Geo Entertainment’s play Jo Bichar Gaye is finally moving towards its conclusion and it is making us sad at so many levels. The foremost saddening thing about this classy play is that it is going to end next week, we are surely going to miss the serial. Secondly, through this ending, it is like reliving the greatest National trauma of the Fall of Dhaka. Lastly, the saddest part is that still we have not learned anything from this huge tragedy. In the previous episode, Rumi was cursed by Shabnum and in this latest episode, the war begins.
The episode begins with the war scene. The war has begun and there is a total blackout and jet fights going on in 1971 East Pakistan. The scene where Maya wakes up to the voice of fighter jets flying is making us realize the trauma through which innocent civilians go through in times of war. War is bad and so are its repercussions.
The scene where Anwaar ul Haq calls Captain Farrukh and talks with him about the future of Sonia and Farrukh’s relationship. Captain Farrukh tells him that it would have been a dream come true if the situation would have been different. In the current circumstances, it would have been suicidal for Sonia for having any ties with him. The helplessness in Captain Farrukh’s tone is heartbreaking.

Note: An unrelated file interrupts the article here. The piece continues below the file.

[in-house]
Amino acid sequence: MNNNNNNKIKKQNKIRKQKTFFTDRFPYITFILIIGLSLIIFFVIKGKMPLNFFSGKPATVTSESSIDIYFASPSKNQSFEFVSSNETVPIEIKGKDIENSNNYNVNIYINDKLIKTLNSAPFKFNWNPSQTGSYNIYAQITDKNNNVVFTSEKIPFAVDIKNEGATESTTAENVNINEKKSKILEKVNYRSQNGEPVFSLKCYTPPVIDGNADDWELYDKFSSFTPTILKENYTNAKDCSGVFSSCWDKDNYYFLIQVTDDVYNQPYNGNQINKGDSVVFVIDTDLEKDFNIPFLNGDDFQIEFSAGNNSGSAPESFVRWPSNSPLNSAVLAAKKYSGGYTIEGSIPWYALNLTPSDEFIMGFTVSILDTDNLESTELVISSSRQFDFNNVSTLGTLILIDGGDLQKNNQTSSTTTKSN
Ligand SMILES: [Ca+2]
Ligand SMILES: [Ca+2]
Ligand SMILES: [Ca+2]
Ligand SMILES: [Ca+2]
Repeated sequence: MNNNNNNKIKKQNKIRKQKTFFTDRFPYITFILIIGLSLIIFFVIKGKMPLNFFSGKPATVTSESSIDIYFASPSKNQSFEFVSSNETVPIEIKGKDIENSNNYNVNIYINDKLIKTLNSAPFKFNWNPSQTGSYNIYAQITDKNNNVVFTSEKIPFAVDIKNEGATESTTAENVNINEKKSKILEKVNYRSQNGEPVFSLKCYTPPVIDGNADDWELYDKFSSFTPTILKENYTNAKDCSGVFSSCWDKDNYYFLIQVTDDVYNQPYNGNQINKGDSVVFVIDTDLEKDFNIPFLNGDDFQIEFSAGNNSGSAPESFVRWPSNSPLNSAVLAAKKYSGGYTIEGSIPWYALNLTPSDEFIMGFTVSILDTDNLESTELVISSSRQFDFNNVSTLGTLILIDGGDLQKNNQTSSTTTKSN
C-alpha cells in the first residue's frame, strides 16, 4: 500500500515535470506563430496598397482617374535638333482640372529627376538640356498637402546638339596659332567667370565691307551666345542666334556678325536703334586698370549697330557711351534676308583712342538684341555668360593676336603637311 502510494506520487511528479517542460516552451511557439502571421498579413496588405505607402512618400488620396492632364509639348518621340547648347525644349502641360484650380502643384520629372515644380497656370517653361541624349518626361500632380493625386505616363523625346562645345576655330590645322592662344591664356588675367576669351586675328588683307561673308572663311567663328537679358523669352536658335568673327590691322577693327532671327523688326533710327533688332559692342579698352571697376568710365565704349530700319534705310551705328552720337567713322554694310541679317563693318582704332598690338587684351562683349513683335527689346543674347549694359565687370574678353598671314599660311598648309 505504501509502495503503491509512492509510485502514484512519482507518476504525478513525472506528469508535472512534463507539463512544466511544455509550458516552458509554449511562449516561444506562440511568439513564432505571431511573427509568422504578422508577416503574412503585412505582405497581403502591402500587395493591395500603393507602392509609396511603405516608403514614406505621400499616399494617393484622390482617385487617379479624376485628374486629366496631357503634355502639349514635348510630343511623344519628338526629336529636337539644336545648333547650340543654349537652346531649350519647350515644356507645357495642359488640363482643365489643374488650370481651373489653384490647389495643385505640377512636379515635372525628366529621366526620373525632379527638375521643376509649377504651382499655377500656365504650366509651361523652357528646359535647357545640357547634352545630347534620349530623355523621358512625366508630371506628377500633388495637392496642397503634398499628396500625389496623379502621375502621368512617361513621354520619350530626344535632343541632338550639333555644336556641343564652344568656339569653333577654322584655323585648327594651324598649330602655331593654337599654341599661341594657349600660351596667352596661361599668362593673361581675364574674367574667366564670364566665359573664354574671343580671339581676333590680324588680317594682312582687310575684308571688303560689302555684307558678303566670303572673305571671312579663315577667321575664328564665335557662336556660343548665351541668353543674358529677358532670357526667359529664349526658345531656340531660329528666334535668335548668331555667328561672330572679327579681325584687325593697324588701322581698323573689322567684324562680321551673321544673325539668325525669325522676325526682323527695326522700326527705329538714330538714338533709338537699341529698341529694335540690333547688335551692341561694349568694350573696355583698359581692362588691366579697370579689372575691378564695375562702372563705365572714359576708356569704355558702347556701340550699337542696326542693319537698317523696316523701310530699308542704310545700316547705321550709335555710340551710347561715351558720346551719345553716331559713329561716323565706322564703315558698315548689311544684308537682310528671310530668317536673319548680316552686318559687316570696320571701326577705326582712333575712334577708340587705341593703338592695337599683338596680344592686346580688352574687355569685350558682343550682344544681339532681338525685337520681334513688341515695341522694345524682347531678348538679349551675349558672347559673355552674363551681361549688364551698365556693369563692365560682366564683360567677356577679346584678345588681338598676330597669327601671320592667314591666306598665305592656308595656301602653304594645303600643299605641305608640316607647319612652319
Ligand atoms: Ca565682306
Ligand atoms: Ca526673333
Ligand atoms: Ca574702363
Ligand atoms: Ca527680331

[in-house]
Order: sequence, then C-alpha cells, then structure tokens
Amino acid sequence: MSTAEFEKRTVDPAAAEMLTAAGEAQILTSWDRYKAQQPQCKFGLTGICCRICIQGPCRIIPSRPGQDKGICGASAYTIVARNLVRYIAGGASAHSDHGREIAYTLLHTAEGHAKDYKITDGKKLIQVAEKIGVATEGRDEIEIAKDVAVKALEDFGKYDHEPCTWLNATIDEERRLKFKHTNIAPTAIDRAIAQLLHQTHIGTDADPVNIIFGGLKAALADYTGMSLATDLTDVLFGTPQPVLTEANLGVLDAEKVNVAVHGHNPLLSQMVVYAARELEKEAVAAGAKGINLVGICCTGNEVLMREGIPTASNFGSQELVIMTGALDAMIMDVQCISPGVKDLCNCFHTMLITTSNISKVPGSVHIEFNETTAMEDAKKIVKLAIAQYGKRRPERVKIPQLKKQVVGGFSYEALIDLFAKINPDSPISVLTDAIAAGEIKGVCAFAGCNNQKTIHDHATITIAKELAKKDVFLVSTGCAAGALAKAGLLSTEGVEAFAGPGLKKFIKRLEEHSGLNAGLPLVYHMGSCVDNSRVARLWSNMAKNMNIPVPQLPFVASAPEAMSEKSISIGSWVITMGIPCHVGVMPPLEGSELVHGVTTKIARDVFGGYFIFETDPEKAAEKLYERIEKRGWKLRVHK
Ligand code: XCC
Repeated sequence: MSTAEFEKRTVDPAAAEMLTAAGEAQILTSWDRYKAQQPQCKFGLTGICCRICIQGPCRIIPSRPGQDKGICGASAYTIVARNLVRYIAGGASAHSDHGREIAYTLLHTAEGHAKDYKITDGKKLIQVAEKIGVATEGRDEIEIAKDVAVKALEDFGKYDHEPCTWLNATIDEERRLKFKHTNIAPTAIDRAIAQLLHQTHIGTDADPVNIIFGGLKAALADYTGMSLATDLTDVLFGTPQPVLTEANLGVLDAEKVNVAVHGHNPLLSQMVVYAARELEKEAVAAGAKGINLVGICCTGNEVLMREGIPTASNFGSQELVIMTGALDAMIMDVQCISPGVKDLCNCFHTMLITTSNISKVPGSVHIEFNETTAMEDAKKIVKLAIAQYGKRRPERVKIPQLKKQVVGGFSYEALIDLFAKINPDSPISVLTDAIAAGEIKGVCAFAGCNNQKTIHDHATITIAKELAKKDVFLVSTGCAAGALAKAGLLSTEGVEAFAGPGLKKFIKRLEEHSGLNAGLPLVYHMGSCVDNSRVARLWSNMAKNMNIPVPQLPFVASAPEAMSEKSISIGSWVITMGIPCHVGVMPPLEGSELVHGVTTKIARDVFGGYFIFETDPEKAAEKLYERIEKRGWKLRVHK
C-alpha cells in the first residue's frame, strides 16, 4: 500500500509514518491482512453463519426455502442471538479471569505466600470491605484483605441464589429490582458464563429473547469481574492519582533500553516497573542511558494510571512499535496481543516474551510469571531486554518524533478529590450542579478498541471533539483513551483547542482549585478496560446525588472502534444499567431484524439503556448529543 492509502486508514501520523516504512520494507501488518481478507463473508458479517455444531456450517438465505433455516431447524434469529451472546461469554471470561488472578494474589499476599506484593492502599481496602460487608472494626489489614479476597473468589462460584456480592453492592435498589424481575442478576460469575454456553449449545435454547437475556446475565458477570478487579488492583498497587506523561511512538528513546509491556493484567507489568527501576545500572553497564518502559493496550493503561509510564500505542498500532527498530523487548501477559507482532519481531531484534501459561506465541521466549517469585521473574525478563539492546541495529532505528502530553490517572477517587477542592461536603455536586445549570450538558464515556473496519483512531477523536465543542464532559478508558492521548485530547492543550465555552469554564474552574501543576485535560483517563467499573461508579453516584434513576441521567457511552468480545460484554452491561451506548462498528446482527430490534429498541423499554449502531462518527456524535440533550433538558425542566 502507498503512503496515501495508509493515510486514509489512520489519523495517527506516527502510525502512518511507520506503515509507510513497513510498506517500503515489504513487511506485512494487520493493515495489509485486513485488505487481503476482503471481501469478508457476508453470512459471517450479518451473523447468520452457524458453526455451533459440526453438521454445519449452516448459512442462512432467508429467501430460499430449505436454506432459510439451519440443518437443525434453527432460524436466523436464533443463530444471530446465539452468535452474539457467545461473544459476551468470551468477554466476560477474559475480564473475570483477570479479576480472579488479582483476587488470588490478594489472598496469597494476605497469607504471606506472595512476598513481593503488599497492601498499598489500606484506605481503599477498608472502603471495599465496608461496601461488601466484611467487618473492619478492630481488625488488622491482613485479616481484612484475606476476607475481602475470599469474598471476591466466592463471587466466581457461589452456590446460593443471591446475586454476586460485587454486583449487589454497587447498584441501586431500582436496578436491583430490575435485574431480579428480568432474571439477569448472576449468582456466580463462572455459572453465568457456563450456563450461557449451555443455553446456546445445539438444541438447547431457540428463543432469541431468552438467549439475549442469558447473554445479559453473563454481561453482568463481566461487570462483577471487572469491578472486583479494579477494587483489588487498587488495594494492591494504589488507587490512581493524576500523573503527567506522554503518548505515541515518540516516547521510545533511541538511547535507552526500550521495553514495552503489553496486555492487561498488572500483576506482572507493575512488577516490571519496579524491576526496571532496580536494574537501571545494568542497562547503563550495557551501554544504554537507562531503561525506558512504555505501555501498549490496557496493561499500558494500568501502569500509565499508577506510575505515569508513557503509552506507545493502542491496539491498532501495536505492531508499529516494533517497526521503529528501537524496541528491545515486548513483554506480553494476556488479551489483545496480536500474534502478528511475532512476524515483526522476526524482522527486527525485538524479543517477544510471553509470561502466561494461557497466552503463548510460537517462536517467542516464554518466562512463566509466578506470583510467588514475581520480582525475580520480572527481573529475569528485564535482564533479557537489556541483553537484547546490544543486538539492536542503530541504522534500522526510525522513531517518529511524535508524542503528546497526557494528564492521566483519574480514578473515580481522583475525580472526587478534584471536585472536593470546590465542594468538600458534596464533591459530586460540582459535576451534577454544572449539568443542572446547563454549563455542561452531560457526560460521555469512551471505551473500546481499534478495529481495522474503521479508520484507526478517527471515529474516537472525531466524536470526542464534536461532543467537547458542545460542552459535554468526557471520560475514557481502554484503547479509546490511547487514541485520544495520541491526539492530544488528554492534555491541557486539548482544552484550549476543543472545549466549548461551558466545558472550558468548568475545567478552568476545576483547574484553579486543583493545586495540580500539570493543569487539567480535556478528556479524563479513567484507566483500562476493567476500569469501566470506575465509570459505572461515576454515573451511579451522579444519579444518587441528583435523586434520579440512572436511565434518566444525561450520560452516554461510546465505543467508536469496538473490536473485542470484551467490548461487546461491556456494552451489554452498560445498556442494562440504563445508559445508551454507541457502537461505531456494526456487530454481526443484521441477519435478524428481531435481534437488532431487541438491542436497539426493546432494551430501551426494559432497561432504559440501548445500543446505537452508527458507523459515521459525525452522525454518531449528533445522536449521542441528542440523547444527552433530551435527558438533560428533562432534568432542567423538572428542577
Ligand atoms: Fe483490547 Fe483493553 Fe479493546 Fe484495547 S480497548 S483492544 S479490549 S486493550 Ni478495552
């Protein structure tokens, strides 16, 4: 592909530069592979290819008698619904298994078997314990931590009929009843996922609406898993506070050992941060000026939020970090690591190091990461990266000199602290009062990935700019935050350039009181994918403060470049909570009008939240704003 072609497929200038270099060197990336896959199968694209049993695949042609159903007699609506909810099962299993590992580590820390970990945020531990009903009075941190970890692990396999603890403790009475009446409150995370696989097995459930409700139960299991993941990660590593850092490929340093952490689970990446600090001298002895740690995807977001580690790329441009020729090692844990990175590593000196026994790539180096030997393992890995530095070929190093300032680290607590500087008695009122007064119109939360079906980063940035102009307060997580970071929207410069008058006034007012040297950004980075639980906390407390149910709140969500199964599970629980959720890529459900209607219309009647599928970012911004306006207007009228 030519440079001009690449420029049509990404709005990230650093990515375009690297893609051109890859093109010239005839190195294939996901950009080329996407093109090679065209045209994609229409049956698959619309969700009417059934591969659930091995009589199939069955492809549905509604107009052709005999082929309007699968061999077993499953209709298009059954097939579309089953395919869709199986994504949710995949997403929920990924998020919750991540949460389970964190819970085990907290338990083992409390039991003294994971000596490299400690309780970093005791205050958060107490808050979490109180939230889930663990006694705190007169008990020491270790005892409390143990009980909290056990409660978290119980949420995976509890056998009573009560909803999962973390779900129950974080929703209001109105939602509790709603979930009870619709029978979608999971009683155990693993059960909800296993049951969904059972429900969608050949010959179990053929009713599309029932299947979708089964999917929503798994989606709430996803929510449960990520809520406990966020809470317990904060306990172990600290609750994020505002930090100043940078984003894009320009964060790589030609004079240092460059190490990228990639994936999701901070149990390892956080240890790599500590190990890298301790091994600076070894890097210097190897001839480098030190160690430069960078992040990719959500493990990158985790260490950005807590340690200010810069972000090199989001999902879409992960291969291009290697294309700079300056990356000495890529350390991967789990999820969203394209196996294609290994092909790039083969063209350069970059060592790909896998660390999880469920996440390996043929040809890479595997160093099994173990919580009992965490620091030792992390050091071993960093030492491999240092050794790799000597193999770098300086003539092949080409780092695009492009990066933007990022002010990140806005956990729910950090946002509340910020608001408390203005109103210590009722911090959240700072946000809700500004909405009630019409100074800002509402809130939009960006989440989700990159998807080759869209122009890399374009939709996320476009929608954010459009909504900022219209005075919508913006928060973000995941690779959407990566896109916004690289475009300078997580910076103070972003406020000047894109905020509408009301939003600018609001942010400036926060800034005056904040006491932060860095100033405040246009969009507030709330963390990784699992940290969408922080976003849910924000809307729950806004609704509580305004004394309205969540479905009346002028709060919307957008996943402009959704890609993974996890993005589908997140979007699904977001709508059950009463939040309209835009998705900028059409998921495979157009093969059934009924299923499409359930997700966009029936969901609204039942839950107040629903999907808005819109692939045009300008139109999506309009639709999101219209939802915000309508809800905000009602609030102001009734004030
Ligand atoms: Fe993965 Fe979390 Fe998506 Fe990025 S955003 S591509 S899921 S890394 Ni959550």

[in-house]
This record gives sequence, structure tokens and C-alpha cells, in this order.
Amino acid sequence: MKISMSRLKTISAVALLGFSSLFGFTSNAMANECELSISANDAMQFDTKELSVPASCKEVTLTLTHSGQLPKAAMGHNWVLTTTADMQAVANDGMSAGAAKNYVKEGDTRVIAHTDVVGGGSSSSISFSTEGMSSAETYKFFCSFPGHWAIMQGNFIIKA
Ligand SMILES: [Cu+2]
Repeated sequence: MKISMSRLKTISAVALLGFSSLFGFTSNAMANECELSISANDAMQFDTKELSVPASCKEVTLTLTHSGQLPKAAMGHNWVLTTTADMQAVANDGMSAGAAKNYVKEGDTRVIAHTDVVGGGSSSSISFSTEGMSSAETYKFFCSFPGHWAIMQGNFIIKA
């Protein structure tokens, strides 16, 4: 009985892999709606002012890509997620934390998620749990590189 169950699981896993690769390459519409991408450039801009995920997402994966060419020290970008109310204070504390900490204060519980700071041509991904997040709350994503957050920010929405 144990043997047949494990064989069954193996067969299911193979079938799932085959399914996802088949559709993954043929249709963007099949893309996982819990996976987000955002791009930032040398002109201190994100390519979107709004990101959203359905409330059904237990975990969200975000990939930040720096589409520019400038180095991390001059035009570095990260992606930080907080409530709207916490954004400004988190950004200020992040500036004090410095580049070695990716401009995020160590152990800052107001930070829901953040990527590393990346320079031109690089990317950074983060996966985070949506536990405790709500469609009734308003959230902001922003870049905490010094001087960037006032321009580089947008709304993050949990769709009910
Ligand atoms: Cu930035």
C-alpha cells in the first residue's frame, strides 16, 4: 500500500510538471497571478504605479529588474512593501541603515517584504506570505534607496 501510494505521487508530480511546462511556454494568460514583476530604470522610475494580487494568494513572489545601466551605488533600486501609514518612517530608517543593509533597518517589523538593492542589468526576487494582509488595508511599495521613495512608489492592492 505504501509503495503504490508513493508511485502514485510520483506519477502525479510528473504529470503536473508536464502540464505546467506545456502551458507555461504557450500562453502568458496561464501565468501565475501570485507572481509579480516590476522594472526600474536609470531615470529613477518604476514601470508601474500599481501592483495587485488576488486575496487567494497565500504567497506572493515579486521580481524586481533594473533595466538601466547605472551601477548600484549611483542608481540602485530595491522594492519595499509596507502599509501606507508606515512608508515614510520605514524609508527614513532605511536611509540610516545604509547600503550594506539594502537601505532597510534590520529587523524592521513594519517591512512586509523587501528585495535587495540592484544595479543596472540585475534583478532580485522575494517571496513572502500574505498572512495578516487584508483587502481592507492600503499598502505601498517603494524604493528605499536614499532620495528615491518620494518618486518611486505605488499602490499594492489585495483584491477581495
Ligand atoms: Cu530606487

That blackout scene is very heart-wrenching where poor Sonia is torn between both of her parents. Her mother has completely lost her senses and she has gone out in the street in search of her dead son while on the other hand, Anwaar ul Haq is battling with his own life. Poor Sonia has to drive her father while she is also worrying for her mother, ends up losing her father in the hospital. Anwar ul Haq is dead. Sonia’s family is totally ruined and somehow Rumi is also the reason behind this doom.
The ending scene of this episode has my heart. Adnan Jaffer and Talha Chahour both have given impeccably brilliant performances in that scene. This scene is the masterstroke by the director not less than a painting where Adnan Jaffar is reciting that famous poem by Lord Tennyson. Amidst that chaos and helplessness of losing a war, he is trying to boost his junior’s morale by reciting the poem with lines “into the valley of death…” a tear rolling from Captain Farukh’s eye this scene will be remembered. “Enlightened Nations remember their soldiers for their bravery not for the victory” is the crux of the scene. It makes me wonder do we celebrate those soldiers who lost the battle in 1971 but never surrendered?